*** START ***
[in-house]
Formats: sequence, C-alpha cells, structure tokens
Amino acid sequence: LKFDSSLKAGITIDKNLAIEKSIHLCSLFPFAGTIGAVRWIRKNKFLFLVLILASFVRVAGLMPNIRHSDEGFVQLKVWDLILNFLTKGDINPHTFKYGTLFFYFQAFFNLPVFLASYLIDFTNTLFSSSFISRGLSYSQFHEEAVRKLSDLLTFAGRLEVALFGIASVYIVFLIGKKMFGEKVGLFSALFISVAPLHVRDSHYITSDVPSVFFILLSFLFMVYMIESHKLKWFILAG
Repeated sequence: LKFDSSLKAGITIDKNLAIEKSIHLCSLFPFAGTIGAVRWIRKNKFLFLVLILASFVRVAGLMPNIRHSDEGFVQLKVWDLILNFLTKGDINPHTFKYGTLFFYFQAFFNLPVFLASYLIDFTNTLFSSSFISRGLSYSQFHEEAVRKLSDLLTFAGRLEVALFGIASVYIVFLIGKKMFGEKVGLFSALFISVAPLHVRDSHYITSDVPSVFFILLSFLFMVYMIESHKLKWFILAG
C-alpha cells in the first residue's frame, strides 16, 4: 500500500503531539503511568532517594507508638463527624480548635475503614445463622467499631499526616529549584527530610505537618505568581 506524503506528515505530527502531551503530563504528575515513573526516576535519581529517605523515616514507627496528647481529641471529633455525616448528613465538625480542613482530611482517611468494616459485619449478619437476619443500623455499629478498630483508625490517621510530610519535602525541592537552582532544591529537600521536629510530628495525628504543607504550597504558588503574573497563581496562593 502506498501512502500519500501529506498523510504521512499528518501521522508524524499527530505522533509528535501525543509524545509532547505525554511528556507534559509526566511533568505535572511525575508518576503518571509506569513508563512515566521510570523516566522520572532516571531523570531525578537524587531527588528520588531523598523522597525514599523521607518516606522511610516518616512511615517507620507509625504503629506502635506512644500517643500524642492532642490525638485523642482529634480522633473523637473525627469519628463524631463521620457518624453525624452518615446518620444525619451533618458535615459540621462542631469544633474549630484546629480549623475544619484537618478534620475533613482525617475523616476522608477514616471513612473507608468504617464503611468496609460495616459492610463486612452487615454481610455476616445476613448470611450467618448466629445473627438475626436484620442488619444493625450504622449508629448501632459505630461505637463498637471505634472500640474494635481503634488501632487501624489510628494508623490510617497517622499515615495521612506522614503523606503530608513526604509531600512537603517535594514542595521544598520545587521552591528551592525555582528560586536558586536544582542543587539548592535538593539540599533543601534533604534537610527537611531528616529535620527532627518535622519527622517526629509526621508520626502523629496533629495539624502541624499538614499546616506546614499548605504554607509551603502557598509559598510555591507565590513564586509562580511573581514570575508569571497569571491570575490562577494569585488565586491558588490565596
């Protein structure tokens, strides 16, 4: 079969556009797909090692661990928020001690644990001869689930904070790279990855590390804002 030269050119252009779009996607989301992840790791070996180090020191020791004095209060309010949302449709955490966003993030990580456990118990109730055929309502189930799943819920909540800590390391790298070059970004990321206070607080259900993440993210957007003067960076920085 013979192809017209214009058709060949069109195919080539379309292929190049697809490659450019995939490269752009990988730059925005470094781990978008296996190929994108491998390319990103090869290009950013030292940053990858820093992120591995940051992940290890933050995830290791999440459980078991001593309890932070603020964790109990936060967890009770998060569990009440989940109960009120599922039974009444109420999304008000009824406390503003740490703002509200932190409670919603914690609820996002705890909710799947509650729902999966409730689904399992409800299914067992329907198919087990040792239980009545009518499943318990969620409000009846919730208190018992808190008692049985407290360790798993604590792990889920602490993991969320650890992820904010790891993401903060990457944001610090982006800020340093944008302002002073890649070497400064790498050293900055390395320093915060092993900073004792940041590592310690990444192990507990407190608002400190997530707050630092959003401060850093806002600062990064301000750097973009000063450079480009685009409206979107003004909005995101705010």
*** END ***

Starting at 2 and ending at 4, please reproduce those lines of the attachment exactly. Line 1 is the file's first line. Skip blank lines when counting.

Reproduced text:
Formats: sequence, C-alpha cells, structure tokens
Amino acid sequence: LKFDSSLKAGITIDKNLAIEKSIHLCSLFPFAGTIGAVRWIRKNKFLFLVLILASFVRVAGLMPNIRHSDEGFVQLKVWDLILNFLTKGDINPHTFKYGTLFFYFQAFFNLPVFLASYLIDFTNTLFSSSFISRGLSYSQFHEEAVRKLSDLLTFAGRLEVALFGIASVYIVFLIGKKMFGEKVGLFSALFISVAPLHVRDSHYITSDVPSVFFILLSFLFMVYMIESHKLKWFILAG
Repeated sequence: LKFDSSLKAGITIDKNLAIEKSIHLCSLFPFAGTIGAVRWIRKNKFLFLVLILASFVRVAGLMPNIRHSDEGFVQLKVWDLILNFLTKGDINPHTFKYGTLFFYFQAFFNLPVFLASYLIDFTNTLFSSSFISRGLSYSQFHEEAVRKLSDLLTFAGRLEVALFGIASVYIVFLIGKKMFGEKVGLFSALFISVAPLHVRDSHYITSDVPSVFFILLSFLFMVYMIESHKLKWFILAG